I didn’t believe that my older brother was real. Short, thin, and blue-tinged,
he rarely spoke and I imagined him a ghost or an alien. Soulless. We could be
kind or cruel, funny or sad, and still he seldom laughed or cried. He didn’t
seem to feel much of anything, not even pain. Just that dead cold stare that
looked through us. Mother insisted he was special and doted on him. Dad stared
at the ceiling a lot. My brother frightened my mind almost out of my head.
When I was six and my brother was seven, I sat in our dining room, having a tea
party with my friends and our dolls, and he sat at the far end of our back garden
in the dirt. He sat and sat, his head bowed, doing nothing, forever. My friends
and I banged on the window, jeered and pulled faces, but he didn’t flinch.
Mother appeared, shouting at our noise. She ordered my friends to go home; our
dinner was ready. I went to our back door and called to my brother in a sing-song
taunt. I turned back to the kitchen, but stopped. A flutter in my stomach and
the eerie chant from our broken gutter pushed me out of the house.
My brother still sat on the dirt with his head bowed and his hands caught between
his knees, as calm as a mug of vodka. The nasty “boo!” I was about
to unleash caught in my throat. The concrete slab that had leaned against our
back wall for months, each of its sides the length of two rulers, had fallen
on his foot. The pool of blood spread, and reached for me. I rushed back down
the garden, shouting. Dad drove us to the hospital, my brother’s foot in
a bloodied basin of water, spurting. My brother never winced or shed a tear.
Dad wondered aloud how long he’d sat in the garden, bleeding and broken,
as stony as the concrete that had caught him, talking as though my brother wasn’t
in the car. My brother stared out the window.
My brother only ever came alive around his collection of toy soldiers. Christmases
and birthdays, all he ever wanted was more of the small, plastic, green soldiers
with their maps, rifles, bombs, and tanks. He also owned a sprinkling of gray
metal soldiers and weapons. In all, his collection totaled hundreds of pieces—the
most we had of anything in our house except slaps. My brother mustered his voice
all right to fire his toy rifles, explode bombs, and advance tanks. He also grunted
and writhed whenever his soldiers were injured or dying, howled against defeats,
and cheered for victories. Tiny, plastic, frozen, and mute, those soldiers were
more real, more important, to him than anything else.
The evening my brother returned from the hospital with his foot cast removed
and his face still a blank, I stole several of his soldiers and a treasured tank.
I tossed the pieces into our living room fire and watched them flash, melt, and
disappear. This would test him once and for all, show if there was anything human.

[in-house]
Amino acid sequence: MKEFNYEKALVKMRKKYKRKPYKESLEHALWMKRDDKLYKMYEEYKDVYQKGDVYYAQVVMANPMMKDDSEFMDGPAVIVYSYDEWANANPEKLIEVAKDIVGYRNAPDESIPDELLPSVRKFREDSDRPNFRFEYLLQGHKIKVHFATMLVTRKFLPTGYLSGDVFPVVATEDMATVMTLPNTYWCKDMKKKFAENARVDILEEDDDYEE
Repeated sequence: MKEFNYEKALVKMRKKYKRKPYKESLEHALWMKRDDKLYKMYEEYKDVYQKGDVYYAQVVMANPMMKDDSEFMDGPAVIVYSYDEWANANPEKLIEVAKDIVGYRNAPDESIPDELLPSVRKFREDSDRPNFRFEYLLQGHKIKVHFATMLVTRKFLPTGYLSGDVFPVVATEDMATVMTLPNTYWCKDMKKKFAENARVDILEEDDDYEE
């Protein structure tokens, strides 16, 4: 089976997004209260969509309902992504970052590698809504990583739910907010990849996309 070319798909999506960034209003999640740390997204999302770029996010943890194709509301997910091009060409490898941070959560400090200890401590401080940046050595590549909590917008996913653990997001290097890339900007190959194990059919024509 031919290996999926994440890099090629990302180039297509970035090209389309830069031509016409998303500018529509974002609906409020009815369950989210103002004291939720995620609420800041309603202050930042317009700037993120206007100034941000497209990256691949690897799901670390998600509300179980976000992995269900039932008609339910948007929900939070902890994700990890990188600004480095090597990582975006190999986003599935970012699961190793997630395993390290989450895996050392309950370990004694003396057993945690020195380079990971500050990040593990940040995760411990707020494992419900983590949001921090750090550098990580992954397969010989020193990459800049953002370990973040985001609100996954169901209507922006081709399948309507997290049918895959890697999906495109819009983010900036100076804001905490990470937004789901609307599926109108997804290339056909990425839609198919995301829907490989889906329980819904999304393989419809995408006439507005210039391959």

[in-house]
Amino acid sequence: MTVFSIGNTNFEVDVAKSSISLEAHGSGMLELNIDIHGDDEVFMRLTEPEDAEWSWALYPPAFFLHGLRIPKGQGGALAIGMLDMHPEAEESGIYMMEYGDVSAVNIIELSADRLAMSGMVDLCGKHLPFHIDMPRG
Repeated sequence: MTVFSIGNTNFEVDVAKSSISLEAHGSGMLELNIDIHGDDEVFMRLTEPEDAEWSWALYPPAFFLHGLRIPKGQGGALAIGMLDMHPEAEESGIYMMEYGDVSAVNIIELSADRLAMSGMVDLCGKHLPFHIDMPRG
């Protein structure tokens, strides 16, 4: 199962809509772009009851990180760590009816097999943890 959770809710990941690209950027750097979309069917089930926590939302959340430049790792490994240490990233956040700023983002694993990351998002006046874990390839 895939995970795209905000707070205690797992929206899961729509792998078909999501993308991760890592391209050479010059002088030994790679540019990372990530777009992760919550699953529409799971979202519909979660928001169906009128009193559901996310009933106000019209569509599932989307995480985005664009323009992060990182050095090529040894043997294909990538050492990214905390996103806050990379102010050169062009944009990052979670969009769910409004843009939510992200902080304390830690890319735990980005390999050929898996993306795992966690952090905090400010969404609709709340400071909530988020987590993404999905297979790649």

The next day after school, I sipped sugared water with my dolls in one corner
while he sat in his corner, counting and recounting his toys. I watched his face,
waiting for surprise to turn to disbelief to horror. His expression remained
empty. I wanted to throw red paint all over that nothingness.
Without a word, he searched under the couch, chairs, and table, inside drawers
and ornaments, and throughout the house. While he rushed from room to room, my
insides filled up on happy juice and I doubled over laughing. When he returned,
he stood spread-eagled over his collection and stared at me. I continued to fuss
and chat with my dolls, made out that he wasn’t there.
He dropped to his knees and reached for his soldiers.
I watched him, stunned and disappointed.
I flew at him. “You didn’t find them, did you?”
He continued to line up his soldiers into two battalions.
I kicked at the soldiers. “I burned the ones you’re missing. I’m
going to burn them all, see how you like that.”
He paused, his hands mid-air and a hint of heat in his face, but he resumed playing.
I grabbed two fistfuls of soldiers and ran at the fireplace. I tossed the pieces
into the hearth, atop the ashes from the previous night’s fire. My brother
dived on the pile.
From the kitchen, Mother banged pots onto the stove. If she learned about this,
she’d leather me.
“That’s all you care about, isn’t it,” I said. “Those
stupid plastic soldiers and nothing else.”
His head and shoulders disappeared into the fireplace.
I thought to kick him but hesitated, suspicious of his squirrel-like motions.
I reached for his shoulders and pulled him backwards out of the hearth. He struggled
up from the carpet and onto his knees—a clutch of ash-mired soldiers in
his hands and his face blackened with soot. His mouth worked hard, mashing. I
spotted green and froze, realized that he had a soldier inside his mouth. He
swallowed hard, making his color rise and eyes water. He popped another soldier
I jumped on him, and forced open his teeth. My fingers grabbed at the soldier
on his tongue. I sank back onto my heels, breathing hard. We looked into each
other and I had that same sick feeling I got whenever I hit my mother back. I
looked down at the wet, teeth-marked soldier in my hand—as icky as I felt—and
offered it to my brother. The soldier disappeared inside his dirty hand. I almost
told him that I was sorry, that I would never mess with him or his collection
again, but I couldn’t speak. I felt as tiny and chewed as the mangled toy,
everything I needed to say too huge. My brother pressed his lips together and
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